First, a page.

LAS VEGAS – For a champion boxer, every round of every fight is overtime of Game 7 in the finals.
It's even tougher for Manny Pacquiao because beating an unbeaten, in-his-prime opponent such as Timothy Bradley won't nearly be enough, no matter how good he may look Saturday when he defends his welterweight title at the MGM Grand Garden.
He may be fighting Bradley, but he'll be ceaselessly compared to Floyd Mayweather Jr.
Did Pacquiao look as good against Bradley as Mayweather did May 5 in a win over Miguel Cotto? Did Pacquiao sell as many pay-per-views as the 1.5 million Mayweather tallied against Cotto? Does he deserve a 50-50 purse split for a potential bout with Mayweather?
Every move he makes in the ring, every word he utters at the post-fight news conference, every dollar he brings to the till, will be examined against the backdrop of what Mayweather did, said and earned.
The idea that Pacquiao needs to do anything other than defeat Bradley and retain his title to land a fight with Mayweather is ludicrous. Mayweather needs Pacquiao and Pacquiao needs Mayweather. It would only be the richest fight of all time.
The problem they face, other than the obvious – that Mayweather is serving time at the Clark County Detention Center after pleading guilty to domestic violence charges – is that it seems the inevitable slow decline because of age has begun for each of them.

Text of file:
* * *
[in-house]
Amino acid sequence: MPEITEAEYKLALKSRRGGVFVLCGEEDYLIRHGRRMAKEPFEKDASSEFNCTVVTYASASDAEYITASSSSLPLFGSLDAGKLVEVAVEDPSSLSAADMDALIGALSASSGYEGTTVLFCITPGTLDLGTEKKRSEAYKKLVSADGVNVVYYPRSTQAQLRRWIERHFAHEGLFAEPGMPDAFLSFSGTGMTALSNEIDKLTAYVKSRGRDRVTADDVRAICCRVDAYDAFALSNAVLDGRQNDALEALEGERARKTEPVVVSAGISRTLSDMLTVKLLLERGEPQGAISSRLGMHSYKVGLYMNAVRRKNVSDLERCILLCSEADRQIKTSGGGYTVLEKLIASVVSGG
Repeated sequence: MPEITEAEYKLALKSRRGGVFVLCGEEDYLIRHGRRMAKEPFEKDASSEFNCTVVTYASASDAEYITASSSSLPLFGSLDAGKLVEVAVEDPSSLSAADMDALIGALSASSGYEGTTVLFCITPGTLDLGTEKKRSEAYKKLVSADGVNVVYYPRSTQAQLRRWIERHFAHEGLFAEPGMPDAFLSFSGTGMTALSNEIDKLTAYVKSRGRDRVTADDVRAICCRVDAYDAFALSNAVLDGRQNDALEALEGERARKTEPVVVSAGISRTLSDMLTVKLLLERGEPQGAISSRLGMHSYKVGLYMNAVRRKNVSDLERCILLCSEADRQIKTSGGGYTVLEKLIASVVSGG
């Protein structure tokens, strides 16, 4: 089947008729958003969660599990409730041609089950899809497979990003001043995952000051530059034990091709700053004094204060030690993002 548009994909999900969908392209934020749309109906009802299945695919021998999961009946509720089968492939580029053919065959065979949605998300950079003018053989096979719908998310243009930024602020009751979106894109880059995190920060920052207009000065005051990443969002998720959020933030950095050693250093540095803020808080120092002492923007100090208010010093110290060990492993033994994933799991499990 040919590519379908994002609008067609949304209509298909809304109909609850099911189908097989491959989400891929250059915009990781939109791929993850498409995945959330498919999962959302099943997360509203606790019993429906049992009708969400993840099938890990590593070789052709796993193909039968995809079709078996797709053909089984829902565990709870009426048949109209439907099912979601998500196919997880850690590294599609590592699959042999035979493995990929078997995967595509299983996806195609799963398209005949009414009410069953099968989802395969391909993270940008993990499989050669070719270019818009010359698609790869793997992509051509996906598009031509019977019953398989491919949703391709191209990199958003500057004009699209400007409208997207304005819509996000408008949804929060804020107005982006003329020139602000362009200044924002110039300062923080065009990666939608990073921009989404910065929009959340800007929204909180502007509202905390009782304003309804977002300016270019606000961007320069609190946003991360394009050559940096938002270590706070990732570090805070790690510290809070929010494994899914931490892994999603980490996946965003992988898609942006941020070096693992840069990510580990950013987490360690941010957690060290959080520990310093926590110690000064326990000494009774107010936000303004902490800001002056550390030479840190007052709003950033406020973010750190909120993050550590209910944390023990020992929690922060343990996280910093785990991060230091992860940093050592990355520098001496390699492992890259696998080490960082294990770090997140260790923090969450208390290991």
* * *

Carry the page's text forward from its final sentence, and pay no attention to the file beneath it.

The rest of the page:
Mayweather is 35 and was hit more by Cotto than he'd been in any fight in a decade, perhaps more. Pacquiao is 33 and coming off a fight in which he was lucky to win.
In Bradley, he'll be fighting a man five years younger with 30 fewer fights. Most significantly, Bradley doesn't have the wear and tear on him that Pacquiao has.
[TopRank.TV: Watch Manny Pacquiao fight Timothy Bradley live on PPV]
Unlike Mayweather, Pacquiao has always been an offensive fighter, eager to mix it up. And true to form, he said he hoped "we fight toe-to-toe to give the fans what they want, a good fight."
Those kinds of bouts bring fans out of their seats, but they come at a premium price. Fighters can take only so much abuse before the decline begins.
And Pacquiao hasn't been the same since he fought Antonio Margarito on Nov. 13, 2010, in a super welterweight bout. Margarito, who announced his retirement from boxing Thursday, was a naturally bigger guy. Pacquiao has been fighting at welterweight for about four years, but he's never really been a welterweight.
The catch for the Margarito fight was that it would be at 154 pounds, giving Pacquiao a chance to fight for a super welterweight belt and win a world title in an eighth class.
Most boxers do everything they can to fight at the lowest possible weight, believing that once they rehydrate after the weigh-in, they'll be bigger and stronger and have a great advantage.
But Pacquiao, who for years ingested 7,000 calories a day in order to keep his body around the 147-pound welterweight limit, could easily make 140. And, if the big fight were at lightweight rather than at welterweight, it's probable that Pacquiao could make 135 pounds. It would be a difficult weight cut, and he'd be plenty ornery in the final 24 hours of it, but likely he could make it.
Fighting bigger guys is something he does because it's good business. Fans like the David vs. Goliath nature of those matches. Margarito was a hulking welterweight, very big for the division, and was a decent-sized super welterweight.